Personal Attacks

October 19, 2008

So we had the meeting with the family I spoke about in the last post in which the grandmother lied to me about the whereabouts of the child.  Overall the meeting went well, although the mother and grandmother showed up almost an hour late (and we purposed had the meeting across the street from their house so it would be convenient for them).  I wanted to move the child to his paternal side of the family and we were able to all agree to that.  In coming to that decision, however, the mom found some opportunities to attack me personally (which were all completely unrelated to the issue, I may add).  And I found my responses to this interesting.

First, I my physical and immediate reaction, was to just sit there and take it.  I am a professional and I need to act like one.  And we had meeting facilitators to be there to redirect mom back onto the actual topic – not me, but if she agreed with moving the child to the paternal grandmother.  (Mom’s lawyer was also there to try to keep her on task too, which was interesting, because I do not think that she was recognizing what he was trying to do for her.)

So I am sitting in this meeting and listening to these jabs she is throwing at me, and in my mind, I am also like, what the heck?  I don’t deserve this kind of treatment.  I am working my butt off to try to do what is right and help you and your son, and your response is to just take pot shots at me?  But then I think about it, and have to realize that this isn’t really about me, this is about her.  She is frustrated and sad and angry that she does not have custody of her son right now, who she loves.  And let’s be honest, I am a really good and easy scapegoat to take this out on.  So when I look at it that way, it doesn’t surprise me.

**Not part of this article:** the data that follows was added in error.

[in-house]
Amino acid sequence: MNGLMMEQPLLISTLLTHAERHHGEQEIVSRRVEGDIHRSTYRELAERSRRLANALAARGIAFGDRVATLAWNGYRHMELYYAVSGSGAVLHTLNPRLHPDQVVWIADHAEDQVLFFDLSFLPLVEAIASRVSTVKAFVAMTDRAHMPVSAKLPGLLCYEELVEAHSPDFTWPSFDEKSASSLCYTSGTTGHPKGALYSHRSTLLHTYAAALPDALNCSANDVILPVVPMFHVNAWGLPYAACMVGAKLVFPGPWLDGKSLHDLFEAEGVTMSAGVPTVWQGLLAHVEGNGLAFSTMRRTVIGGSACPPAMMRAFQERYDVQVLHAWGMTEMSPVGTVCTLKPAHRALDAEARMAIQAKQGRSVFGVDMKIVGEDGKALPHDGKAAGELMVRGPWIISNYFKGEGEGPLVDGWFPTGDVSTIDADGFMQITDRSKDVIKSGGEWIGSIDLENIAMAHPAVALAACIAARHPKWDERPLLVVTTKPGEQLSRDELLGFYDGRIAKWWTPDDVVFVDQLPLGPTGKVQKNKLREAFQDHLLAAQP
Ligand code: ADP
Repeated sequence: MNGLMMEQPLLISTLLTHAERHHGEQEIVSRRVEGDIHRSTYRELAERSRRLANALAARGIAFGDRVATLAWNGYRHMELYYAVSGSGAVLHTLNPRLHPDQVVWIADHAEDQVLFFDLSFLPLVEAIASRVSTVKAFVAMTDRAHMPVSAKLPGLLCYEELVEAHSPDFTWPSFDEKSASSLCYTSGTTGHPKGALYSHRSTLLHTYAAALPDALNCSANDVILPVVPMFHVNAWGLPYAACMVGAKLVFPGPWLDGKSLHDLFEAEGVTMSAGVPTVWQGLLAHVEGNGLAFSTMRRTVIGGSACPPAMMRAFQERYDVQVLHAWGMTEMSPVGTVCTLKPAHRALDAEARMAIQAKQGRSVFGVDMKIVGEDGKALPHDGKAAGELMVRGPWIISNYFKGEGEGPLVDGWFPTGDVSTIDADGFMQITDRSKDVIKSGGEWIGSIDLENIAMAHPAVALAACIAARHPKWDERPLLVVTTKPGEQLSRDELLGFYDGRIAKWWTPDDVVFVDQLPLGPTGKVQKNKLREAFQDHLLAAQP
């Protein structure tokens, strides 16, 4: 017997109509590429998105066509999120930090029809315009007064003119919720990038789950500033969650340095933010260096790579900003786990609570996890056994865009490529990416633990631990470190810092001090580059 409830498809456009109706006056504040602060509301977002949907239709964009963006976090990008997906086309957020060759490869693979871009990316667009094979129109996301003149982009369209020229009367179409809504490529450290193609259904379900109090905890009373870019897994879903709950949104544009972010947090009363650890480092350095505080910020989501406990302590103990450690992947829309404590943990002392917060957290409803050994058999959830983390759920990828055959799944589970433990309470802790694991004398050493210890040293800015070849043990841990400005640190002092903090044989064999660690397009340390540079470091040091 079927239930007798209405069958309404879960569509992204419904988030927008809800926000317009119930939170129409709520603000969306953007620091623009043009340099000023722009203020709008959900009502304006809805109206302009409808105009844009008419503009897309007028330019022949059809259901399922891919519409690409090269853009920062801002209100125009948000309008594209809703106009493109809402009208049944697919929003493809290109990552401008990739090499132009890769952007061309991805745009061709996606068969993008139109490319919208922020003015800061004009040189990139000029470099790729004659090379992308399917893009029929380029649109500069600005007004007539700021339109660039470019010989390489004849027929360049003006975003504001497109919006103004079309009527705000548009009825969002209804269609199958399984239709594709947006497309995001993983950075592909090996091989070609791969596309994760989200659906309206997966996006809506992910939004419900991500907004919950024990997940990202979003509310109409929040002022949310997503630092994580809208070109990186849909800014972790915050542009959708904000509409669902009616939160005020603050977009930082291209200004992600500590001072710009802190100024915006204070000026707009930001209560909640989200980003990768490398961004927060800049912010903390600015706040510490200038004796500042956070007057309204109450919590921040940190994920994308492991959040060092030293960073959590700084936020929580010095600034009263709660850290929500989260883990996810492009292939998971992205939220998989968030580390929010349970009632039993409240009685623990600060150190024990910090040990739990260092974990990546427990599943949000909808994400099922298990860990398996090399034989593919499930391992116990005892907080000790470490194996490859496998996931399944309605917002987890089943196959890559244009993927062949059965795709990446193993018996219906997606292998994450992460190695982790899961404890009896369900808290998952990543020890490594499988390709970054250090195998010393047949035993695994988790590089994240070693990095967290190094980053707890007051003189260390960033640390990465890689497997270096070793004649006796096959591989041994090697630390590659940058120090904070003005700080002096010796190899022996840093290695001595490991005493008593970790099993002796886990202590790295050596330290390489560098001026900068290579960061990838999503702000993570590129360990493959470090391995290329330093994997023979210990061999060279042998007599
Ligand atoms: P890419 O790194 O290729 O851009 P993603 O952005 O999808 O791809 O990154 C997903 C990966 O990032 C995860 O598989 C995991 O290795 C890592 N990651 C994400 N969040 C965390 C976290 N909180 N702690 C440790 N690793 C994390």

I am realizing that I am going to need to develop a thicker skin.  But is that also how social workers get jaded?  I guess there is a balance somewhere there where one is able to take some punches, but is also not devoid of feelings and emotions.  This seems to be a tough balance to strike.  And I am realizing how this job just cannot be done for 30 years.  Not child welfare as a whole, because there are lots of different jobs that one can do in the field, but this front line work can just really take a toll.  It is just not sustainable.  It makes me kinda sad to say that, but I think it is a reality.  I wonder if there are ways to try to fix that and I guess maybe I should try to look at some of the literature on it.  If only I had the time…


Caught in a Lie

October 14, 2008

A few weeks ago, I decided that because I had worked more hours than I am paid for, that I would flex some of my time and take 2 days off to go see a friend out of state. Great. So the afternoon before I get on a plane, I go do one of my monthly visits of one of my kids living with a relative. I expected the visit to take not more than 30 minutes, as I have been in contact with the family and not a lot had changed. Of course, I was wrong.

Essentially, I get there and the child is not. Grandma tells me he is at daycare, but when I go there to see him after my visit with grandma, he is not there. I make some phone calls, and even find out that grandma asked another relative to tell me that the kid was with her, even though he was not. Uh oh.

Now this is the grandma that I recently had a “difficult conversation” with. I know she doesn’t like the Dept. being involved and doesn’t see the original problems that got us involved. I also knew that she wasn’t always being upfront with me about things. So I called my supervisor who suggested that I have an in-person conversation with grandma about her lying to me. A million thoughts go through my head while I am driving back to the house. How will she react? Will she get violent? Why would she lie to me? Where is the kid? Am I going to miss my plane? Will I have to move this kid today?